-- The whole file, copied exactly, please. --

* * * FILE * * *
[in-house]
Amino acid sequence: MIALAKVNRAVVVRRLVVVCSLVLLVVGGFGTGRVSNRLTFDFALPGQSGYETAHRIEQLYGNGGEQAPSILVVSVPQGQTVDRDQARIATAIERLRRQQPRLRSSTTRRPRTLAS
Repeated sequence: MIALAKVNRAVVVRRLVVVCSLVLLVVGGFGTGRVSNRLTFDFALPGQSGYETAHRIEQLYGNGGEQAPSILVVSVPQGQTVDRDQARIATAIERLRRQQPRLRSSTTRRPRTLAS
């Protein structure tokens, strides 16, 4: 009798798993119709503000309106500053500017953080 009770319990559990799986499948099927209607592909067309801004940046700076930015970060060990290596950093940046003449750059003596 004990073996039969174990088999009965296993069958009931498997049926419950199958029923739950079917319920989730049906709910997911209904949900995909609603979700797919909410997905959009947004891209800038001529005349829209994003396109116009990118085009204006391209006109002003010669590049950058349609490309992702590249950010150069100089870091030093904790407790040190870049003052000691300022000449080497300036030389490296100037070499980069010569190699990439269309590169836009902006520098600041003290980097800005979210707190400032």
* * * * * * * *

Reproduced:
[in-house]
Amino acid sequence: MIALAKVNRAVVVRRLVVVCSLVLLVVGGFGTGRVSNRLTFDFALPGQSGYETAHRIEQLYGNGGEQAPSILVVSVPQGQTVDRDQARIATAIERLRRQQPRLRSSTTRRPRTLAS
Repeated sequence: MIALAKVNRAVVVRRLVVVCSLVLLVVGGFGTGRVSNRLTFDFALPGQSGYETAHRIEQLYGNGGEQAPSILVVSVPQGQTVDRDQARIATAIERLRRQQPRLRSSTTRRPRTLAS
């Protein structure tokens, strides 16, 4: 009798798993119709503000309106500053500017953080 009770319990559990799986499948099927209607592909067309801004940046700076930015970060060990290596950093940046003449750059003596 004990073996039969174990088999009965296993069958009931498997049926419950199958029923739950079917319920989730049906709910997911209904949900995909609603979700797919909410997905959009947004891209800038001529005349829209994003396109116009990118085009204006391209006109002003010669590049950058349609490309992702590249950010150069100089870091030093904790407790040190870049003052000691300022000449080497300036030389490296100037070499980069010569190699990439269309590169836009902006520098600041003290980097800005979210707190400032």